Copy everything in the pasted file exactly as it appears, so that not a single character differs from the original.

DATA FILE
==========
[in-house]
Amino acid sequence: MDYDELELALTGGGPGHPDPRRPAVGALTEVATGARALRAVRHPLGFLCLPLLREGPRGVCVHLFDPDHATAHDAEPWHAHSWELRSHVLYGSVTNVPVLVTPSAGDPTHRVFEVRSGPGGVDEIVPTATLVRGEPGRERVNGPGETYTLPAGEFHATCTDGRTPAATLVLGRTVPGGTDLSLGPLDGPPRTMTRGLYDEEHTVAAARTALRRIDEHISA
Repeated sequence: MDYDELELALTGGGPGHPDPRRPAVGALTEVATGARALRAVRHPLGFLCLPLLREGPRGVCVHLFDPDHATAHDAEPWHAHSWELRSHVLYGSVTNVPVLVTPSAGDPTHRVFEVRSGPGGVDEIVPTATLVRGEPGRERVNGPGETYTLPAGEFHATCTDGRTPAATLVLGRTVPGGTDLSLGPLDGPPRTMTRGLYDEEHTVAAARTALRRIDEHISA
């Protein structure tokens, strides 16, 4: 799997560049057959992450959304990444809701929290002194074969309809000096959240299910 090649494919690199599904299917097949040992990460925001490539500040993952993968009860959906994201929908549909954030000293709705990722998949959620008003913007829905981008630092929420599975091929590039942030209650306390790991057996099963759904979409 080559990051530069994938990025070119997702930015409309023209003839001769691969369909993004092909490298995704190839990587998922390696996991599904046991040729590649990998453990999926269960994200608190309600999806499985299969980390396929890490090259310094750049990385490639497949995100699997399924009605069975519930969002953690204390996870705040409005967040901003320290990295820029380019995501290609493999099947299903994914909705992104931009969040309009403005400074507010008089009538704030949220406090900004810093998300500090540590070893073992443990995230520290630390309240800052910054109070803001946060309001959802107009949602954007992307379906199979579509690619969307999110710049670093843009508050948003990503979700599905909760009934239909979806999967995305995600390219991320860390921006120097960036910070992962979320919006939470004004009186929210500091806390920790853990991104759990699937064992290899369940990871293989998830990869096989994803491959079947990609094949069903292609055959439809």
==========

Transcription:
[in-house]
Amino acid sequence: MDYDELELALTGGGPGHPDPRRPAVGALTEVATGARALRAVRHPLGFLCLPLLREGPRGVCVHLFDPDHATAHDAEPWHAHSWELRSHVLYGSVTNVPVLVTPSAGDPTHRVFEVRSGPGGVDEIVPTATLVRGEPGRERVNGPGETYTLPAGEFHATCTDGRTPAATLVLGRTVPGGTDLSLGPLDGPPRTMTRGLYDEEHTVAAARTALRRIDEHISA
Repeated sequence: MDYDELELALTGGGPGHPDPRRPAVGALTEVATGARALRAVRHPLGFLCLPLLREGPRGVCVHLFDPDHATAHDAEPWHAHSWELRSHVLYGSVTNVPVLVTPSAGDPTHRVFEVRSGPGGVDEIVPTATLVRGEPGRERVNGPGETYTLPAGEFHATCTDGRTPAATLVLGRTVPGGTDLSLGPLDGPPRTMTRGLYDEEHTVAAARTALRRIDEHISA
């Protein structure tokens, strides 16, 4: 799997560049057959992450959304990444809701929290002194074969309809000096959240299910 090649494919690199599904299917097949040992990460925001490539500040993952993968009860959906994201929908549909954030000293709705990722998949959620008003913007829905981008630092929420599975091929590039942030209650306390790991057996099963759904979409 080559990051530069994938990025070119997702930015409309023209003839001769691969369909993004092909490298995704190839990587998922390696996991599904046991040729590649990998453990999926269960994200608190309600999806499985299969980390396929890490090259310094750049990385490639497949995100699997399924009605069975519930969002953690204390996870705040409005967040901003320290990295820029380019995501290609493999099947299903994914909705992104931009969040309009403005400074507010008089009538704030949220406090900004810093998300500090540590070893073992443990995230520290630390309240800052910054109070803001946060309001959802107009949602954007992307379906199979579509690619969307999110710049670093843009508050948003990503979700599905909760009934239909979806999967995305995600390219991320860390921006120097960036910070992962979320919006939470004004009186929210500091806390920790853990991104759990699937064992290899369940990871293989998830990869096989994803491959079947990609094949069903292609055959439809």